Reform of the EFTPOS and Visa Debit Systems in Australia:
Final Reforms and Regulation Impact Statement – April 2006
5. The Bank's Proposed Standards and Access Regime

The Payment Systems (Regulation) Act 1998 requires the Reserve Bank to publish a draft Standard (or Access Regime) for public consultation before the Standard (or Access Regime) is finalised. Accordingly, in February and December 2005 the Bank released a number of proposals for public comment, designed to address the four issues discussed above. The Bank's reasoning is set out extensively in the accompanying Consultation Documents as well as in a document setting out its reasons for designating the EFTPOS system.[10]

In the February 2005 Consultation Document, the Bank proposed interchange Standards for both the EFTPOS and Visa Debit systems. The proposed EFTPOS Standard would reduce interchange fees from their current average of around 20 cents, to a maximum of around 5 cents, with the fee remaining payable by issuers to acquirers. The Visa Debit Standard would see interchange fees fall from a percentage-based fee (around 0.55 per cent of the transaction value), averaging around 40 cents, to a flat fee of around 15 cents. If these reforms were implemented, the difference in the interchange fees in the two systems for a transaction of average size would fall from around 60 cents to around 20 cents.

Following comments on the draft EFTPOS interchange Standard and the industry work on access, the Bank proposed a change to the EFTPOS Standard in December 2005. Under the revised draft Standard, the interchange fee would be subject to the same cap, but it would also be subject to a floor of 80 per cent of the cap. This change was in response to concerns from some in the industry that the beneficial effects of access reform could be undermined by negotiations over interchange fees. By introducing a floor, the revised draft Standard would constrain interchange fees to a relatively narrow range, limiting this possibility.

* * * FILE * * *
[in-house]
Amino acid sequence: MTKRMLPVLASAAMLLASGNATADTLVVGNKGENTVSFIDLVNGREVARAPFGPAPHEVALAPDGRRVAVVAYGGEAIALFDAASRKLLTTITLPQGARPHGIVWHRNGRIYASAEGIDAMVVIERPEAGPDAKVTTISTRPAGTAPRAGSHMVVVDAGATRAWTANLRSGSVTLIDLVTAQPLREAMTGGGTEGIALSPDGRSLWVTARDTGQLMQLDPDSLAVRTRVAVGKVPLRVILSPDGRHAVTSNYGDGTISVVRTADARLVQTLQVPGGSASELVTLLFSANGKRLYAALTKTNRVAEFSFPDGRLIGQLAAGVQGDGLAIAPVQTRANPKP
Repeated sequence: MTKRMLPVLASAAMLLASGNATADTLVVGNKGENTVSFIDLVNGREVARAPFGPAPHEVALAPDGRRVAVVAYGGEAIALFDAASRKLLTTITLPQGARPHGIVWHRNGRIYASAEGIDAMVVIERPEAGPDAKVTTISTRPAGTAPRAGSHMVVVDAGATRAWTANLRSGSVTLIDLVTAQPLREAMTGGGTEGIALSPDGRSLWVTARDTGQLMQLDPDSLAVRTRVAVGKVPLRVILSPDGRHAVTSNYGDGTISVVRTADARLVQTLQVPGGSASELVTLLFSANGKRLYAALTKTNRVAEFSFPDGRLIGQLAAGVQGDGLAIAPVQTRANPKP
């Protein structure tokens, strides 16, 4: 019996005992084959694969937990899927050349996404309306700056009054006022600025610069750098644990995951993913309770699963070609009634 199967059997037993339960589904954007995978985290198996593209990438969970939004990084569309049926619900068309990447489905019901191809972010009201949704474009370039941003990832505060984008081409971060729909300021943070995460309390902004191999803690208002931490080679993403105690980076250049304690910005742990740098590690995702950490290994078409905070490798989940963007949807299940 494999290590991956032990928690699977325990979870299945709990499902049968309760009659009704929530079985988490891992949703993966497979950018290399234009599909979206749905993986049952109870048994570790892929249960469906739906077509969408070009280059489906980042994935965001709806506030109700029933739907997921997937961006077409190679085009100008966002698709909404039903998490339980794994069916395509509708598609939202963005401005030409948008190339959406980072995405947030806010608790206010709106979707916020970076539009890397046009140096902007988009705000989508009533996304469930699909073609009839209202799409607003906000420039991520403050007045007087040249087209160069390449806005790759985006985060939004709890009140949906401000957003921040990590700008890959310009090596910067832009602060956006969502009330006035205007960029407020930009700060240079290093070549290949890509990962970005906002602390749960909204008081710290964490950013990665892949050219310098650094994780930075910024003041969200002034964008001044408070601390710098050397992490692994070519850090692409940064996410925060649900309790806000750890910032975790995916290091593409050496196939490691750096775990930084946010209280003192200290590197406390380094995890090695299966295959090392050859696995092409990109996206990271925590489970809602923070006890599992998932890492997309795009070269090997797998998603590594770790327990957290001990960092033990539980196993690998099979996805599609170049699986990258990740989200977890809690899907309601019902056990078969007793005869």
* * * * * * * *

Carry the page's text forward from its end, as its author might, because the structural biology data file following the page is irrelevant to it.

The February 2005 Consultation Document also proposed a Standard requiring the Visa system to remove the honour all cards rule and to ensure that Visa Debit cards were visually and electronically identifiable.

The issue of access to the EFTPOS system was addressed in the December 2005 Consultation Document, with the Bank proposing that an Access Regime be imposed on the system. This followed extensive work by APCA in developing an Access Code for the EFTPOS system. This Code contains detailed provisions under which existing participants in the EFTPOS system agree to provide connections to new and existing participants. These provisions have been discussed extensively with the Bank. While the Access Code does not set a price of connection, APCA's members agreed to the Bank's proposal to set a cap on this price equal to the estimated incremental direct cost that would be incurred by the most efficient existing participant providing direct connections (which, from a 2004 survey conducted by APCA, is $78,000). Following this agreement, APCA wrote to the Bank asking it to give consideration to imposing the cap under the Payment Systems (Regulation) Act 1998. The proposed Access Regime would do this.

The Access Regime also includes ‘no discrimination' provisions which would ensure that new entrants are offered interchange fees that do not place them at a competitive disadvantage relative to existing participants.


Reserve Bank of Australia, 2004, 2005a and 2005c. [10]